ICTJ Dispatch: Fernando Travesí on Uganda



More than six years after the formal end of the armed conflict between the Lord’s Resistance Army (LRA) and the government of Uganda, thousands of victims are still waiting for concrete measures to address the serious human rights violations they suffered.

A transitional justice policy has long been discussed in Uganda, but no real measures have yet been put in place to deal with the past. Some developments, particularly concerning reparations, are now raising some hopes for victims’ redress.

We talked to Fernando Travesí, ICTJ Deputy Program Director, upon his return from Uganda. In this interview with Hannah Dunphy, Travesí expresses concern for the institutional inability to materialize the theoretical debate into concrete measures, despite the strong demands for truth and redress from civil society.


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Travesí is concerned about the long time it is taking the Ugandan government to pass a transitional justice policy that has already gone through five different drafts.

“Significant time has passed,” says Travesí. “Transitional Justice in Uganda is spinning off in a theoretical, abstract debate which doesn’t bring anything concrete to the society or the victims."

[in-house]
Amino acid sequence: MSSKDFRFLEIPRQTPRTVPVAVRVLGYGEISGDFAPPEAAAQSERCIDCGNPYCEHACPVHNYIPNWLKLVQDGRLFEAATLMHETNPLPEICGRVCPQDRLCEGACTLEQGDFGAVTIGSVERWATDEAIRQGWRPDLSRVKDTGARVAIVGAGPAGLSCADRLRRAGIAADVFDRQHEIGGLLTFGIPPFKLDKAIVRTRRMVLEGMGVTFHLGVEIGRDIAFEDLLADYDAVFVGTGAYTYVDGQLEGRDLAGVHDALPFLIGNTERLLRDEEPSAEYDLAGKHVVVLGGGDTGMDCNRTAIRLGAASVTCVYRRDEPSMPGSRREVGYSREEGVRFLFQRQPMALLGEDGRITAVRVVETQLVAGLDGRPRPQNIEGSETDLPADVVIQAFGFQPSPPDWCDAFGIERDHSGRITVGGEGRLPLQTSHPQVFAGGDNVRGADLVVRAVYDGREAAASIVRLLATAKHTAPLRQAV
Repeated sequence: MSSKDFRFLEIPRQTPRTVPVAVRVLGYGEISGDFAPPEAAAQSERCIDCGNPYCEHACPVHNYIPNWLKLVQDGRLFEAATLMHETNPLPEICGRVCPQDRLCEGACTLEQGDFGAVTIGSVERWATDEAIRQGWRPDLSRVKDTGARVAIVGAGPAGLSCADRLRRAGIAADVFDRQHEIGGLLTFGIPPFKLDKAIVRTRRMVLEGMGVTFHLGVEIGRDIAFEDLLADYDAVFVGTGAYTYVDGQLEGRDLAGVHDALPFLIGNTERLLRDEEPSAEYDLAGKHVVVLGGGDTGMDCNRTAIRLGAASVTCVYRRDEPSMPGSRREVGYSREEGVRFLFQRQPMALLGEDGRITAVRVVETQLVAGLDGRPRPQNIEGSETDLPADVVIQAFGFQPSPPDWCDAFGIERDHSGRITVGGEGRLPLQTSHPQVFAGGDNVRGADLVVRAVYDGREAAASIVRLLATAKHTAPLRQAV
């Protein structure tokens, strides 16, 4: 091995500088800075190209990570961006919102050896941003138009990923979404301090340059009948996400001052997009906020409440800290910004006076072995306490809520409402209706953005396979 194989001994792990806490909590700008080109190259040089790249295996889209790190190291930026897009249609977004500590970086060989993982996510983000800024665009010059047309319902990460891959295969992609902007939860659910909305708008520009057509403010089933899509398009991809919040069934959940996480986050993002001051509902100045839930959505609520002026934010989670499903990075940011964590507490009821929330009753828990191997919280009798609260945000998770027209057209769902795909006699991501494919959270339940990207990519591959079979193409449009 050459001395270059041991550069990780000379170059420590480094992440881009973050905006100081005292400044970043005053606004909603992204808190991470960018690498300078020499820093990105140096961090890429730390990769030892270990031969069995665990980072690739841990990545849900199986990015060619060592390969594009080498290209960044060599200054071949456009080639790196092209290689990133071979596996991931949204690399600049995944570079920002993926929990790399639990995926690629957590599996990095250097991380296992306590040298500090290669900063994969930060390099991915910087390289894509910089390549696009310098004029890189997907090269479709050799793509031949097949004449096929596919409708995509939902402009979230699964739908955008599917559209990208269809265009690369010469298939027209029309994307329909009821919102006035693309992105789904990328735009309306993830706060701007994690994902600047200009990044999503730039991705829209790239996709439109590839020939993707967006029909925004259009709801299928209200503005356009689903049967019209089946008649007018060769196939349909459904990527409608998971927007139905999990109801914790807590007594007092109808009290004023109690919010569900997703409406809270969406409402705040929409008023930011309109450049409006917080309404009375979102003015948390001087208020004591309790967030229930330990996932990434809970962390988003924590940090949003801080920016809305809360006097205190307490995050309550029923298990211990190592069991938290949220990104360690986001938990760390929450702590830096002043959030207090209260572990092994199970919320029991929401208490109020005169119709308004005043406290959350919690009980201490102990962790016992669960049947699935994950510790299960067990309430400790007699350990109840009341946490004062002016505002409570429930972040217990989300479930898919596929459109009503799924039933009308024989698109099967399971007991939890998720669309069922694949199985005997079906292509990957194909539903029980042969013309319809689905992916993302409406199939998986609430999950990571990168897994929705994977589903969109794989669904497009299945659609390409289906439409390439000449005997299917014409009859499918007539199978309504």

During his mission in Uganda, Travesí met with civil society and international organizations, as well as government representatives. He highlights the strong claims victims expressed: “At this stage, truth and concrete measures of reparations are more important for the victims.”

Travesí fears that the upcoming presidential elections in 2016 might affect the chances for the government to commit to the passing and implementation of transitional justice measures. “If transitional justice makes its way to the political agenda it might be an opportunity,” he said, “but there’s a bit of a fatigue on the transitional justice debate, and maybe we are losing the momentum because nothing concrete has been delivered.”

Photo: Jinja Market, Uganda, 2005, via Flickr